THE father of Claudia Lawrence has spoken of his renewed hope that a major breakthrough could be made in the long-running murder investigation into his daughter’s disappearance after meeting with North Yorkshire Police’s new chief constable.
A wide-ranging review of the inquiry is set to begin imminently following the official launch next week of a dramatically expanded Major Crime Unit, which will be tasked with assessing the biggest investigation undertaken by the North Yorkshire force in recent years after Miss Lawrence vanished four-and-a-half years ago.
Peter Lawrence had an hour-long meeting on Wednesday with Chief Constable Dave Jones along with Detective Chief Superintendent Simon Mason, North Yorkshire Police’s head of crime, to discuss the case at the force headquarters in Newby Wiske, near Northallerton.
Mr Jones met with Miss Lawrence’s mother, Joan, earlier this year.
Mr Lawrence admitted he voiced frustrations over claims made by former Detective Superintendent Ray Galloway that the missing woman had been involved in relationships of “complexity and mystery”, which sparked lurid allegations about her private life.
Mr Galloway led the murder inquiry before he left North Yorkshire Police in January to set up a consultancy business.
But Mr Lawrence was adamant the meeting had been positive and remained hopefully the review will shed new light on the disappearance of his daughter, who was aged 35 when she was last seen walking near her York home on March 18, 2009. The missing person inquiry was upgraded to a murder investigation the following month.
Mr Lawrence, a solicitor from York, said: “There was a definite commitment from the chief constable that he really wants to get to the bottom of what happened to Claudia. It is without doubt one of the most difficult cases that North Yorkshire Police has dealt with.
“I was assured that there will be a completely new team looking at the case and I am sure that new information will come to light. It is human nature for things to be missed, and there will undoubtedly be a new perspective with a new set of eyes looking at the investigation. However, whether this gives a definitive answer as to what happened to Claudia remains to be seen.”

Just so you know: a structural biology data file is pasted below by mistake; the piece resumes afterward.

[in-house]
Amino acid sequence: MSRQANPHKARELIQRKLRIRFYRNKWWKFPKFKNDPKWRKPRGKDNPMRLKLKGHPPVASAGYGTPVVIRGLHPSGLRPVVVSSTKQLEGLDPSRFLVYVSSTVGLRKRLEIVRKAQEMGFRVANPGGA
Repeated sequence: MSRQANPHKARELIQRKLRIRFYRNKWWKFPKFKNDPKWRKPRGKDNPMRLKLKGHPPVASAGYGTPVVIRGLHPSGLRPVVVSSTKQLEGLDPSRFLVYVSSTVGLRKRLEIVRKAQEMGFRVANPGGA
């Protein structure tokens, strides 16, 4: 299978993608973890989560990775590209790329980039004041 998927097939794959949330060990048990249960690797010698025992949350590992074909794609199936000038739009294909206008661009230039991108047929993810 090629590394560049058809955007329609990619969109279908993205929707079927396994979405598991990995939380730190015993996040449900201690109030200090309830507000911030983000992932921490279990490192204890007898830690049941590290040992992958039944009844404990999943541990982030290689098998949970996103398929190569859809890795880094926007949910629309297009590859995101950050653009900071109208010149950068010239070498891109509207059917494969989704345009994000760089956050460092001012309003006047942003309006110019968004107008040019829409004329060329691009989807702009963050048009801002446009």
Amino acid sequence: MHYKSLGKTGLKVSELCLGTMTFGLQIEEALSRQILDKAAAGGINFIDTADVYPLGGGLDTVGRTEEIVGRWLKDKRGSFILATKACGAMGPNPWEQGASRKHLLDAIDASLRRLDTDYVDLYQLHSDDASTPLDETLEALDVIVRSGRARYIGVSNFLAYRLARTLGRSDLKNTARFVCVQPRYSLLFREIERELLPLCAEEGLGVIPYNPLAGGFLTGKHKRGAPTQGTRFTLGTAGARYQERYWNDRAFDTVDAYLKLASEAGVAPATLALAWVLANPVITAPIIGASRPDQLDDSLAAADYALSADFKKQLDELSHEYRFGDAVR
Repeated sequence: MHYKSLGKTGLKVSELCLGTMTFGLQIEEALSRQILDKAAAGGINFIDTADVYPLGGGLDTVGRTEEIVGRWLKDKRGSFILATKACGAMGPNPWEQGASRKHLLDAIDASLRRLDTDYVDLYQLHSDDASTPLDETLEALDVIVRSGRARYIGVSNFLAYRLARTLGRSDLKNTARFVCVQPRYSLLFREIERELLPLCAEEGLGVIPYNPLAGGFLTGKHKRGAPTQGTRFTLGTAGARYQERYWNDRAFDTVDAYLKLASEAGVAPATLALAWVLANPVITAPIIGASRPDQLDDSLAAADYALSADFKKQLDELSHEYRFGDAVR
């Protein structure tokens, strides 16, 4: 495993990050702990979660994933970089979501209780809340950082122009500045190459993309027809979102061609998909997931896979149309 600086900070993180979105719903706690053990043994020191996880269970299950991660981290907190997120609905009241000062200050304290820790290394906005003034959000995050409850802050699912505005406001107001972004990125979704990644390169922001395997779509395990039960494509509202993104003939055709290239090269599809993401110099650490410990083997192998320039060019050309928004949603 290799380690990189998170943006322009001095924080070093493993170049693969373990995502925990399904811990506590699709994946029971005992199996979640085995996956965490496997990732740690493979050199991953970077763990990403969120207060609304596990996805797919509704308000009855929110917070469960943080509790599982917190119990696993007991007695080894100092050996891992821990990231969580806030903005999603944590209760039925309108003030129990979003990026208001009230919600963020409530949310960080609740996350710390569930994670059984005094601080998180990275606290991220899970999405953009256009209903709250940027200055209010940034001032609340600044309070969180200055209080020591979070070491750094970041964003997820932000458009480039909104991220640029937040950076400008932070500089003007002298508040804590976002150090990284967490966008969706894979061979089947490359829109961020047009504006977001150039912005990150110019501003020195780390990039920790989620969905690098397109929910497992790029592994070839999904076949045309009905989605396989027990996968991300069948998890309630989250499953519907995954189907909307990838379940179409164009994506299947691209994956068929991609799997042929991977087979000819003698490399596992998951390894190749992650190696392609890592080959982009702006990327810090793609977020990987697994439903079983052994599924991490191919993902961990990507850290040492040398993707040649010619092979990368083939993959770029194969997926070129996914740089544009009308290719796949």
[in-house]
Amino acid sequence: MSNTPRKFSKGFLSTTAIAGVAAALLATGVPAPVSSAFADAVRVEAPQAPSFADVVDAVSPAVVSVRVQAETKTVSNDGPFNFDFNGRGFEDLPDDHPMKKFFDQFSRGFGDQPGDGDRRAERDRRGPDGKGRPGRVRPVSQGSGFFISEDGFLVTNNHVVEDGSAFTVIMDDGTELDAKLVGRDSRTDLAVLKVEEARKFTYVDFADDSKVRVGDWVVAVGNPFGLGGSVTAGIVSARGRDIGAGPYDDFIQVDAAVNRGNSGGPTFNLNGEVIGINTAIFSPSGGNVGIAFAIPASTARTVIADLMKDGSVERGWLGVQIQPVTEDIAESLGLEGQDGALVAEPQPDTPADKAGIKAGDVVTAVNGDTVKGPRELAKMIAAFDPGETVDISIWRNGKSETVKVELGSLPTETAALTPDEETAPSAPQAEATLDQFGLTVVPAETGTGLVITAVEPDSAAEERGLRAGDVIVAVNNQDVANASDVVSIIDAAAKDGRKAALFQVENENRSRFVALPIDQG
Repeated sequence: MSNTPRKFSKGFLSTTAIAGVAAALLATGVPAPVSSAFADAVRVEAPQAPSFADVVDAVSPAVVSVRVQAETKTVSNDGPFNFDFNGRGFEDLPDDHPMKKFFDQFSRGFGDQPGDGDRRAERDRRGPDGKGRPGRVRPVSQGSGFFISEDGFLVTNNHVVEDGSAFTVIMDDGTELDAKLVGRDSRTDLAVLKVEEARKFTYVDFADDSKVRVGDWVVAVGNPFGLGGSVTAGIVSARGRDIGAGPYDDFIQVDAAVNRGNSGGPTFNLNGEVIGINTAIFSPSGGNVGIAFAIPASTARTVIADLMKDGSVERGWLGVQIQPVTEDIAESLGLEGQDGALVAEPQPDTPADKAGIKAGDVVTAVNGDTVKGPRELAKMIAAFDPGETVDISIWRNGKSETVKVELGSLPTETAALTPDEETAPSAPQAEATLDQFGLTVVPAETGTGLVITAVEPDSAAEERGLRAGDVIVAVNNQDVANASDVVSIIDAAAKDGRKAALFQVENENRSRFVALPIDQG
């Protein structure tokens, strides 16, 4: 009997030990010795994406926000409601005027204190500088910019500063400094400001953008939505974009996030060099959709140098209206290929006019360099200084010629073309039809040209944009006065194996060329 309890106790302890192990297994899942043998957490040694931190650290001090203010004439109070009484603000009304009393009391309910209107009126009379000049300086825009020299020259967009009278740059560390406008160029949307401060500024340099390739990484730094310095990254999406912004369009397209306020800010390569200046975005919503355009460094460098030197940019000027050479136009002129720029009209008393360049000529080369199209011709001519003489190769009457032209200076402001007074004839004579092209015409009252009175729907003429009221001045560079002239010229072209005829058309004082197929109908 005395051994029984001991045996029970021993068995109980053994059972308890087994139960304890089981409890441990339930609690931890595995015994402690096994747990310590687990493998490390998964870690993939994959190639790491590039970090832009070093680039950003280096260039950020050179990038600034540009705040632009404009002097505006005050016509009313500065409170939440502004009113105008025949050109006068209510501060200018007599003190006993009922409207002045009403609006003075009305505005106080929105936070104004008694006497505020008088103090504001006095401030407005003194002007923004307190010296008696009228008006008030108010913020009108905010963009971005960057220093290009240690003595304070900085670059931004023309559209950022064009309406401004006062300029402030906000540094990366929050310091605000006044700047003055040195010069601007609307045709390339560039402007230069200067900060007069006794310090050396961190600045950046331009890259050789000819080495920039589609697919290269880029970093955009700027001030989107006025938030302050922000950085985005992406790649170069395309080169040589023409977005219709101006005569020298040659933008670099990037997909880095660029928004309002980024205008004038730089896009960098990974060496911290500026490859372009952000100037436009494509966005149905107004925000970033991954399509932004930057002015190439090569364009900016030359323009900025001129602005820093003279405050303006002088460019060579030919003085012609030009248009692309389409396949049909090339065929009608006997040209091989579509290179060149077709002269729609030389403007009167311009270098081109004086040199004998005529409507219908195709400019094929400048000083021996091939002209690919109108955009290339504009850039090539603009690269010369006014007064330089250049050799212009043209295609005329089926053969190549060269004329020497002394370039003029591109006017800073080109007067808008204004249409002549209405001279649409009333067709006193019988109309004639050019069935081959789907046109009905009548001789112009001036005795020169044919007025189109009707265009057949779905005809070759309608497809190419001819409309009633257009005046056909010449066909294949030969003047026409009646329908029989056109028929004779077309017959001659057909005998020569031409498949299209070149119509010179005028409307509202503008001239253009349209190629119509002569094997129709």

Speaking outside York Minster yesterday to mark 40,000 hours since his daughter last made contact with anyone, Mr Lawrence admitted the mystery surrounding his daughter’s disappearance still haunts her family and friends.
“It doesn’t get any easier, and it still lives with us every day,” he said. “I do believe that Claudia is still out there somewhere, and will continue to do so until someone can prove otherwise.”
The revamped Major Crime Unit will cost £300,000 to set up and will employ 31 officers and staff specialising in offences including homicide, kidnap and rape. The move is hoped to give fresh impetus to the investigation of long-standing cases, including Miss Lawrence’s disappearance.
Det Chief Supt Mason confirmed yesterday that a review will “assess the evidential and intelligence material” gathered in the murder inquiry.
He added: “As a parent, I can only imagine the anguish that her parents have been going through since her uncharacteristic disappearance in 2009. I hope Claudia’s family and friends will take some comfort from knowing that North Yorkshire Police will never close this case until a definitive conclusion has been reached for them, and we know conclusively what has happened to Claudia.”